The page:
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Qualcomm announced today that it is buying gigabit wireless specialist Wilocity in a move that puts the mobile chipmaker firmly behind the new WiGig standard. Qualcomm Atheros has been an investor in Wilocity since 2008 and has worked closely with the startup.

The WiGig IEEE 802.11ad standard adds the 60 GHz band to Wi-Fi and provides data rates up to 7 Gbps between devices. Qualcomm’s initial tri-band platform is a reference design based on the Qualcomm Snapdragon 810, which enables applications such as 4k video streaming. The Snapdragon 810 and 808 processors are anticipated to begin sampling in the second half of 2014 and expected to be available in commercial devices by the first half of 2015.

Tri-band Wi-Fi solutions will integrate the 802.11ad multi-gigabit performance of the 60 GHz band, along with 802.11ac that operates in the 5 GHz band and 802.11b/g/n in the 2.4 GHz band. The drawback is that 60GHz transmissions are easily blocked, and thus the sender and receiver must be in the same room.

The first WiGig chipsets from Qualcomm’s Atheros division will show up in smartphones and other mobile devices next year, said Tal Tamir, former CEO of Wilocity and now VP of product management for Qualcomm/Atheros.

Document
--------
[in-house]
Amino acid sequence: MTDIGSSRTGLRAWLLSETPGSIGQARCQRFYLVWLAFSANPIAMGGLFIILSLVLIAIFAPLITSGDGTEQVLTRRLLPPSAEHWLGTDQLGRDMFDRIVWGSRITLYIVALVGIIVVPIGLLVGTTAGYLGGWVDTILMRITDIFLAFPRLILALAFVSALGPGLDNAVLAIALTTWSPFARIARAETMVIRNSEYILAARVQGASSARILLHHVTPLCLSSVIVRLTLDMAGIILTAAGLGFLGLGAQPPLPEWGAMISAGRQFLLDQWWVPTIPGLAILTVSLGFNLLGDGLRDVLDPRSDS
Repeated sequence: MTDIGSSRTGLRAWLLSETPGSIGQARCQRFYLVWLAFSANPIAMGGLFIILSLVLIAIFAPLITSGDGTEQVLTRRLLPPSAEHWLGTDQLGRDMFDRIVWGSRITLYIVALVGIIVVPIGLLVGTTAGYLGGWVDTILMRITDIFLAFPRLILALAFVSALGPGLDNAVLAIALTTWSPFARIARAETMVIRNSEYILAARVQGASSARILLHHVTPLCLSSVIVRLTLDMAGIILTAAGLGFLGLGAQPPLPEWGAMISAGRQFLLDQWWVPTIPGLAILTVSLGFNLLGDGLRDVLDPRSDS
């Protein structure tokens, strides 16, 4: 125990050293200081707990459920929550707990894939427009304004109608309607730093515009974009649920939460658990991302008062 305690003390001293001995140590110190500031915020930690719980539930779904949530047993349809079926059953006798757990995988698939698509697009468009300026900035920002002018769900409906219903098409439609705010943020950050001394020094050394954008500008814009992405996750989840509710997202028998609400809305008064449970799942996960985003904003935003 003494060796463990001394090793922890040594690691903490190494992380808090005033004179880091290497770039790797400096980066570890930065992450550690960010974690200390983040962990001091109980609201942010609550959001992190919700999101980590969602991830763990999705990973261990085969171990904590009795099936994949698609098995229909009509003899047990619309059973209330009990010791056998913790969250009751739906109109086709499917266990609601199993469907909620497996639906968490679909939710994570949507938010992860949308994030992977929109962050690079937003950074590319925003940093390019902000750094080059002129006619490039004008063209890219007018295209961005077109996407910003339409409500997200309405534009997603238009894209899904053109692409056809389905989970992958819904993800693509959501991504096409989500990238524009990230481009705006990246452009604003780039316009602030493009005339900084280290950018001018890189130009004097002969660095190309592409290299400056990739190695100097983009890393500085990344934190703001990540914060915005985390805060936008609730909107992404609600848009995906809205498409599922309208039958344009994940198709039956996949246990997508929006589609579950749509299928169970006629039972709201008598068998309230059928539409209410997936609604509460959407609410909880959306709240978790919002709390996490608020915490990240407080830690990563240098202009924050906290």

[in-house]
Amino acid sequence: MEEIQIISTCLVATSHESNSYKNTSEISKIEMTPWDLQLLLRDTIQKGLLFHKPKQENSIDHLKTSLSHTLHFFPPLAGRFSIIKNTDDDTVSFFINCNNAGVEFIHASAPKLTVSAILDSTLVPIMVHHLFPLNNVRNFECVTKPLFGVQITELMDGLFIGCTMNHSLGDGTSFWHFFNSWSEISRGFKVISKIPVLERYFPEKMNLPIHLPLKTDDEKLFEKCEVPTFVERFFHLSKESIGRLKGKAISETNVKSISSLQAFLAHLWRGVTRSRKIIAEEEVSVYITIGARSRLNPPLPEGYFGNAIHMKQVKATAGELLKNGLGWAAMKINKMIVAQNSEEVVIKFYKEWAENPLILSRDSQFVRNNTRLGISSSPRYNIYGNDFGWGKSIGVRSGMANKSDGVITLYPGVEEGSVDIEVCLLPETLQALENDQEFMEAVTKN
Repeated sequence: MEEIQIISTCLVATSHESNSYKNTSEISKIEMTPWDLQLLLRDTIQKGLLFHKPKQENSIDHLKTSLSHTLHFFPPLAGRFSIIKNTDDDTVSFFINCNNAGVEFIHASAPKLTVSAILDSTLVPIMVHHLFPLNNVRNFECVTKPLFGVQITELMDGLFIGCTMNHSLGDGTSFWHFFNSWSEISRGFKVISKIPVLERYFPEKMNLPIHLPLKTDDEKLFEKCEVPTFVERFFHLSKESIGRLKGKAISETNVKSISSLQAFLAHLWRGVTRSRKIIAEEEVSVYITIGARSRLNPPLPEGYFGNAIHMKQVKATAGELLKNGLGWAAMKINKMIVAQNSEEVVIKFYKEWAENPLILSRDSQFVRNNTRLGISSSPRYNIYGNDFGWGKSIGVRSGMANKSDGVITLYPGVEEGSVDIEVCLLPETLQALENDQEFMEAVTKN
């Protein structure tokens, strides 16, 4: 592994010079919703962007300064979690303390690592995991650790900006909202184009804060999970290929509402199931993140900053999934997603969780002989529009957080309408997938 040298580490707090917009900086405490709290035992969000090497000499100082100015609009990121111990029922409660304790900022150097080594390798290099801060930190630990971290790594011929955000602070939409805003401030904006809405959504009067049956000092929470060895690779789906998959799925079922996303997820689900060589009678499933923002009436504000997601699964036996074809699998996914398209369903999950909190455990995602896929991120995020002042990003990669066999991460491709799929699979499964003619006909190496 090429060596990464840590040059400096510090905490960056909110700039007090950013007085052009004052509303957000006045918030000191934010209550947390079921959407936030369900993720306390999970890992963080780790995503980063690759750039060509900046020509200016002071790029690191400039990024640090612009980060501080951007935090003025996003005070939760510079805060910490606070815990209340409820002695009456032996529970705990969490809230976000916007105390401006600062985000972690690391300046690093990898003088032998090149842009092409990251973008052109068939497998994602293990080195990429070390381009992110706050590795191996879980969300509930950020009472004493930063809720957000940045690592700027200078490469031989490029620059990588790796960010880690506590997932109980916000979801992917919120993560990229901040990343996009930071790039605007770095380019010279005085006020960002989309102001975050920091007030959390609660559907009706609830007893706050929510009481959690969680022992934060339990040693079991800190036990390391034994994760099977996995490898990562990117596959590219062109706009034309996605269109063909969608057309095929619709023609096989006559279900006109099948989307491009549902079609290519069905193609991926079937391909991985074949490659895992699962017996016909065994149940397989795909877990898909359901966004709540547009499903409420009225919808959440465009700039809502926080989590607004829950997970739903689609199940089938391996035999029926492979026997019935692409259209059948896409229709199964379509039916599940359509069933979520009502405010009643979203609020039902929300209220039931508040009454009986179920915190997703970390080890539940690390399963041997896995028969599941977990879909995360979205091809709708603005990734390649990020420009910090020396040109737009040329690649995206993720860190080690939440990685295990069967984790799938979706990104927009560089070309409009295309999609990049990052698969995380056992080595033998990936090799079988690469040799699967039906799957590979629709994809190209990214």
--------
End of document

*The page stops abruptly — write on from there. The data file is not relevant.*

Qualcomm did not reveal a purchase price for the Israeli company, though earlier reports stated the parties were negotiating in the $300 million range.

Here’s a review of evolving WiFi standards:

  • IEEE 802.11n: Increased the maximum raw data rate from 54 Mbit/s to 600 Mbit/s by using as many as four spatial streams with a double width channel (40 MHz). MIMO architecture and wider channels improved speeds on 5 GHz and 2.4 GHz channels.
  • IEEE 802.11ac: Provides high throughput in the 5 GHz band. It uses 80 MHz and 160 MHz channel bandwidths (vs. 40 MHz maximum in 802.11n) and supports up to 8 spatial streams (vs. 4 in 802.11n)
  • IEEE 802.11ad: Now with the WiGig specs folded in, provides high throughput in the 5 GHz band and 60 GHz bands. The 60 GHz band is stopped by walls, so range will be shorter, but the spectrum is wider, supporting nearly 7 Gbps throughput.

The unlicensed 60 GHz band varies slightly around the world. The standard divides the unlicensed 60 GHz band into four 2.16 GHz wide channels. Data rates of up to 7 Gbits/s are possible using OFDM with different modulation schemes. A single-channel version for low-power operation is available and can deliver a speed up to 4.6 Gbits/s.

The Wireless Gigabit Alliance (WiGig) was a trade association that developed and promoted multi-gigabit speed over the unlicensed 60 GHz frequency band. The alliance was subsumed by the Wi-Fi Alliance in March 2013.

The IEEE 802.11ac and 802.11ad standards may also use Multi-user MIMO (MU-MIMO), where simultaneous streams are transmitted to different users on the same channels.

Related Dailywireless articles include; WiGig: 60 GHz WiFi Rolls Out, WiGig to Demo 4K Wireless at Intel Forum, WiGig Folded Into Wi-Fi at 60 GHz, Marvel 802.11ac: Now with 4×4 Beamforming, Fast Transistion to 802.11ac Predicts ABI, Broadcom 802.11ac for Phones, Quantenna: 802.11ac Chipset,

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